Historically, the 18th century was the industrial age and the 19th century was the technology and information era. Our society was built on manufacturing in the 18th century. The 19th century brought exciting developments from the automobile to the Internet. Just imagine what it is like for someone who was born 80 plus years ago and the changes they have witnessed. It is hard to believe that many senior citizens were born when the horse and buggy was still the main mode of transportation. Today, more options for travel exist, such as boats, hybrid cars, airplanes, and roller-blades.
2005—we are at the beginning of a new millennium and a new age. Futurists are calling it the biomedical and biotechnical age. Technology has inundated the medical field. The two fields are merging together and changing the way we think about medicine and the way we receive treatment. Things such as medicine pumps, robotics, and new materials in transplants are revolutionizing society.
When thinking of the future, there are four areas that impact the rehabilitation of persons with disabilities: computers, electronic aids of daily living, biotechnology/biomedicine and robotics. No longer is cure the priority for the treatment of an illness, injury or condition but rather emphasis is placed on independence where assistive technology becomes crucial in the process.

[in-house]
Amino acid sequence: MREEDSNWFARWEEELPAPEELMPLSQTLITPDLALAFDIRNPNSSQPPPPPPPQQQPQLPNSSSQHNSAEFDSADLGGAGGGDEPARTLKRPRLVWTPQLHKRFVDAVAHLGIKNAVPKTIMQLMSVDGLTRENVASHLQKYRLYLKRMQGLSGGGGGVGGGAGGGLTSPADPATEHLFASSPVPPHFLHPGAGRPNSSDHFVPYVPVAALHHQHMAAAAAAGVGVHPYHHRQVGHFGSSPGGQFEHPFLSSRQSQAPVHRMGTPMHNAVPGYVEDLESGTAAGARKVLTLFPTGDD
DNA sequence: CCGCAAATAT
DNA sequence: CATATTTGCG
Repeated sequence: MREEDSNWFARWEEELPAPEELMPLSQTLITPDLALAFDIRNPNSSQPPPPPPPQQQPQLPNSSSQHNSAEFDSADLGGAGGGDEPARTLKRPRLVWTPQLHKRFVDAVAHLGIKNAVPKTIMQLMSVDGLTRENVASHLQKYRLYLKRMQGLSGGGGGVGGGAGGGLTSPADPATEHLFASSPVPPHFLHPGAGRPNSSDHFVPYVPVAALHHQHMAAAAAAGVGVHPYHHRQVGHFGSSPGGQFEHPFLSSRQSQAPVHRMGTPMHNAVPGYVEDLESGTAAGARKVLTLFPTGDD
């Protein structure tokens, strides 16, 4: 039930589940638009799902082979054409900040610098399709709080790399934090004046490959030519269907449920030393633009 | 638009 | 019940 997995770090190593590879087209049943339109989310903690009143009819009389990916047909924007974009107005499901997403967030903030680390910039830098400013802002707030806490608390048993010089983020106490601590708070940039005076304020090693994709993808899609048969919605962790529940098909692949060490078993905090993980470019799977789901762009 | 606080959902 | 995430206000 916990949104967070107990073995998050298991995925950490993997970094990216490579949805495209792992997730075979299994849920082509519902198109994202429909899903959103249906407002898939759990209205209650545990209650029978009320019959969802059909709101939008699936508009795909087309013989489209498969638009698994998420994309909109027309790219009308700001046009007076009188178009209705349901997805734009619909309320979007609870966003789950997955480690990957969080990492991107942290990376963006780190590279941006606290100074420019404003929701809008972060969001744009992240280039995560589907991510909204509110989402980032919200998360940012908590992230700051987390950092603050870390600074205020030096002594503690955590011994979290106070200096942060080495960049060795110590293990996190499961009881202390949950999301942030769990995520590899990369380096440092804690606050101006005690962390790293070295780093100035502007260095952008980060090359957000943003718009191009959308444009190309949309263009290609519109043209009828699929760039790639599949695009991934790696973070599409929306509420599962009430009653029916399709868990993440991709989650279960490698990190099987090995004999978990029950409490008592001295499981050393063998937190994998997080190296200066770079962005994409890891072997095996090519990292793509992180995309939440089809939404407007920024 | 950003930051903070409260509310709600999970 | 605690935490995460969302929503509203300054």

Voice recognition has been around since the 1940s. It is not a new technology, but rather one that is now becoming usable. Dragon Naturally Speaking is a premier product for computer access. The preferred version’s vocabulary includes 250,000 words with the ability to add additional words and phrases. Built-in commands for common procedures such as saving and printing, make it a hands-free process in operating a PC computer. Equivalent programs are being created for the Macintosh. To implement this technology, a powerful computer with ample RAM and speed is necessary. Voice recognition is not only for computers. Currently, the trend is to embed the capability into microprocessors. This means practically any electrical equipment or appliance could potentially become voice-activated. Cell phones have jumped on the bandwagon as they provide safety to the user. Other products such as your microwave, door locking mechanism and thermostat may one day be trained to your voice.
For persons with blindness, vision loss or a reading disability, OCR with voice output offers many new technological capabilities. OCR is Optical Character Recognition. This means the user is able to scan printed information into a computer. The information is translated into text with accuracy close to 100%. Dedicated programs will scan and then start reading the information, whereas individualized scanning software, such as OmniPage, converts information only. Individualized scanning programs, therefore, will need an additional screen reader or voice output to read out loud. It allows quick access to books, as information does not need to be read out loud by a human voice into a tape recorder. The academic and work world requires such abilities as our society relies on information.